Once the alcohol has dried, polish the converter parts of the rims with a fine steel wool brush. Make sure it’s not too abrasive, and be gentle when you’re performing this step. Again, you shouldn’t apply too much pressure if you want to prevent scratches and structural damage. Note that soft, fine steel wool won’t scratch too easily.
If you’re concerned about scratches, you could also use a scouring pad. Although it’s not as effective, you’ll still be able to buff out the surface enough to prepare it for the final step of adding a protective coating. The goal with this tip is to make the rim look level from edge to edge.
7. Add a Protective Coating
When you’re all done cleaning, scrubbing, drying, and doing all of the other steps, it’s time to finish the rims with a protective coating. Without recommending any brand specifically, you should always contact the manufacturer of the rims to figure out which paint code or preventative you should use.
Every set of rims has their own recommendations. You might need to spray or paint them, but never leave them untreated. In most cases, you’ll be able to find the necessary instructions and recommendations by calling the car dealership that you bought the vehicle from or by researching the rims online.
8. Repeat the Steps
Now that you’ve completed the whole process, some people prefer to go back and repeat everything over again. While it’s not entirely necessary, repeating the steps is a good way to ensure your rims’ longevity.
However, you shouldn’t scrub the rims with anything too abrasive. If you’re set on repeating the steps, just follow the final three. Dry them with alcohol, polish them with a wire brush, and add another layer of the protective coating.
Note: Some coatings require a second or third layer, so make sure you know the instructions prior to repeating any of the steps.
Should You Get New Rims?
Unfortunately, some rims are too damaged to be saved. If your rims aren’t responding to the treatment mentioned above, you might want to consider getting a new set. Before you start buying new rims to replace the old, rusted ones, check out the four possible signs that it’s time to replace your rims.
- If the rims look too porous or cavernous after trying the steps, they might be too far gone. Giant gaping chunks or broken pieces are too challenging to repair. You shouldn’t ever try to drive a vehicle with rims that are broken or too damaged to fix since they could fall off while they’re rotating.
- If the rust goes deeper than the exposed portion of the rim, you might be in trouble. This issue often calls for professional assistance. Although it’s not always a cause for replacement, you’ll want to have them checked out before you start driving on the road again.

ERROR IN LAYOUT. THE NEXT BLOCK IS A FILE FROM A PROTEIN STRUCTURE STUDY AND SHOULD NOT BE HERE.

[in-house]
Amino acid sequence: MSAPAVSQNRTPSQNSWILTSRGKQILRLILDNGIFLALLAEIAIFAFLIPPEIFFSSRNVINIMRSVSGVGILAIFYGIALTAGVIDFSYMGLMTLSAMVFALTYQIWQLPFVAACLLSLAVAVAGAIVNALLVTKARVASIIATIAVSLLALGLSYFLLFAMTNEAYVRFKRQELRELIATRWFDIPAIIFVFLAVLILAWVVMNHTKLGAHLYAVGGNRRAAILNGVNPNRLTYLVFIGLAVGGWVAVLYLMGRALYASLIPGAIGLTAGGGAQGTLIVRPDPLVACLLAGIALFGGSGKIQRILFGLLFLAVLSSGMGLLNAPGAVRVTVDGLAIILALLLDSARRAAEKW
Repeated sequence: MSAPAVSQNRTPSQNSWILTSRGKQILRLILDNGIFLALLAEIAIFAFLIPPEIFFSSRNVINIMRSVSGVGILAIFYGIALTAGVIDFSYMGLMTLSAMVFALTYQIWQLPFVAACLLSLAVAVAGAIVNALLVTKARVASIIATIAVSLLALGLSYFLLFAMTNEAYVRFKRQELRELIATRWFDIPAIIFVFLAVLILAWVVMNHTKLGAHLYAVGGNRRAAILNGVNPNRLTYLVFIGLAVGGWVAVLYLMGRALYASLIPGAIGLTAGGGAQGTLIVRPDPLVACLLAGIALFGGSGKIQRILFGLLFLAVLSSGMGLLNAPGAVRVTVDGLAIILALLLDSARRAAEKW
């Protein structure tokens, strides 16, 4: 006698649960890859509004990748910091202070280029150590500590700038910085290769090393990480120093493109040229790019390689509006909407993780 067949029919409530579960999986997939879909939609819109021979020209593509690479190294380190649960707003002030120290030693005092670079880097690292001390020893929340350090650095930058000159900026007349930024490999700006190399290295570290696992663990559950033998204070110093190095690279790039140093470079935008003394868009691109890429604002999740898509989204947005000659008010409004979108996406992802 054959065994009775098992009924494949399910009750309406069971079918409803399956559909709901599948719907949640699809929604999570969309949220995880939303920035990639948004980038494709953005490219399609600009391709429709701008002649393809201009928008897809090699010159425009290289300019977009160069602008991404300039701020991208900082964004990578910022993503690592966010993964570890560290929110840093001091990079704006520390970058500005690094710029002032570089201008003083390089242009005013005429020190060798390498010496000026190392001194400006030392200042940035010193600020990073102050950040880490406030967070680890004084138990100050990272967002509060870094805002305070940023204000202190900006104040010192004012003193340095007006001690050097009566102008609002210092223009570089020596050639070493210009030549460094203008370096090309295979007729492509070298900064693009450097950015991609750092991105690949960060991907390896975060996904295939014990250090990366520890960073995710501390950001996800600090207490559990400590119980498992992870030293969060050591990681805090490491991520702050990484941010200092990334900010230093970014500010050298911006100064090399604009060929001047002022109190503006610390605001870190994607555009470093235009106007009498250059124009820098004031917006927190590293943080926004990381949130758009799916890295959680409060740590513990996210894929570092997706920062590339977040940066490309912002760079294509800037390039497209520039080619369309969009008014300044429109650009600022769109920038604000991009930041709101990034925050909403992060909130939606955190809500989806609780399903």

- If you noticed chips or cracks in your rims, they’re often too damaged to be repaired. Even if you follow the detailed instructions found throughout this article, you could still be putting your rims, tires, and yourself at risk because they could collapse at any minute.
- Rims that are bent or warped from rust are unsafe to drive. They can change the course of your direction, pop your tires, and severely influence your wheels’ alignment. After you’ve cleaned your rims, inspect the edges to look for structural changes or negative alterations that might be signs of a necessary replacement.
If the bolts on your rims are rusted, you should remove them, treat the rust, and consider getting replacements. There’s no point in reusing bolts that have been stripped by rust since they won’t hold the rims or hubcaps together. You can get a new set for only a few dollars, and they could end up saving your rims.
Rusted rims can cause severe problems for your vehicle. As you’ve seen throughout this article, you can treat and prevent rust from coming back with a few simple steps. There’s no need to hire a professional or spend all of your money. Instead, you can scrub them down and use the product recommendations in less than an hour.
Here’s a quick recap of the post:
- Never remove the rust from porous rims (use a rust converter instead).
- Apply rubbing alcohol between each step to keep the rims dry.
- Start by cleaning the rims to make the job easier for yourself.
- Remember that old brake dust often appears as rust, even though it isn’t.
- If your rims are fractured or bent, it’s time for a new set.